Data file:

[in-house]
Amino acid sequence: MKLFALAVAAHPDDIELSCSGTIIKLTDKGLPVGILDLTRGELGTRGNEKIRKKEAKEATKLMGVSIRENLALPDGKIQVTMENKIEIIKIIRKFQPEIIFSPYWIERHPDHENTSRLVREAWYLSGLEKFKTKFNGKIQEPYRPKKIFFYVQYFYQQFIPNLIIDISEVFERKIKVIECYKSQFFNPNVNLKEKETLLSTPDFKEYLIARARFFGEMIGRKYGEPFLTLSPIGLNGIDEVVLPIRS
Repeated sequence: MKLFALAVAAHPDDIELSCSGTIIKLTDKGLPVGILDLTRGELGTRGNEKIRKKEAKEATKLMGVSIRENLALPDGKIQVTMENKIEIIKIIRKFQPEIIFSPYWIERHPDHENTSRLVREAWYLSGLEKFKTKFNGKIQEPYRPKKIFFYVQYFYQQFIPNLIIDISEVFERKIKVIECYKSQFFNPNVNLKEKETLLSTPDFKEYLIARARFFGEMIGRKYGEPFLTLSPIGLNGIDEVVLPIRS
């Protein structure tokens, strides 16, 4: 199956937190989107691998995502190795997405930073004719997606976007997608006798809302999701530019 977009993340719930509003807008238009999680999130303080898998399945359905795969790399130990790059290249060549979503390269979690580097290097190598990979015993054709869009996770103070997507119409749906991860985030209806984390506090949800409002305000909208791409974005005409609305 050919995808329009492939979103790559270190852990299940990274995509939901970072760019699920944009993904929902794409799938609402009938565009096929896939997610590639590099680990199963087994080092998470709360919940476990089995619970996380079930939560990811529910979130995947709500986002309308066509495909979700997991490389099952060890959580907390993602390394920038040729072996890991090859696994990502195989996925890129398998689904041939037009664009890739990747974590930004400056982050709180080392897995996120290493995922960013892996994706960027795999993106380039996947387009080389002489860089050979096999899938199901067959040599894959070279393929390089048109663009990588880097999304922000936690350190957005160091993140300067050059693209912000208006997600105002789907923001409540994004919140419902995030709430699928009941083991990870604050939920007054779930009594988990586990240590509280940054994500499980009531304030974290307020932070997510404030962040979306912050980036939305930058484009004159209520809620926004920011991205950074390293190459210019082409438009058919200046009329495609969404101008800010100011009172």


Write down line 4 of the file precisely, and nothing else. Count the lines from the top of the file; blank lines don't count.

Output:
């Protein structure tokens, strides 16, 4: 199956937190989107691998995502190795997405930073004719997606976007997608006798809302999701530019 977009993340719930509003807008238009999680999130303080898998399945359905795969790399130990790059290249060549979503390269979690580097290097190598990979015993054709869009996770103070997507119409749906991860985030209806984390506090949800409002305000909208791409974005005409609305 050919995808329009492939979103790559270190852990299940990274995509939901970072760019699920944009993904929902794409799938609402009938565009096929896939997610590639590099680990199963087994080092998470709360919940476990089995619970996380079930939560990811529910979130995947709500986002309308066509495909979700997991490389099952060890959580907390993602390394920038040729072996890991090859696994990502195989996925890129398998689904041939037009664009890739990747974590930004400056982050709180080392897995996120290493995922960013892996994706960027795999993106380039996947387009080389002489860089050979096999899938199901067959040599894959070279393929390089048109663009990588880097999304922000936690350190957005160091993140300067050059693209912000208006997600105002789907923001409540994004919140419902995030709430699928009941083991990870604050939920007054779930009594988990586990240590509280940054994500499980009531304030974290307020932070997510404030962040979306912050980036939305930058484009004159209520809620926004920011991205950074390293190459210019082409438009058919200046009329495609969404101008800010100011009172």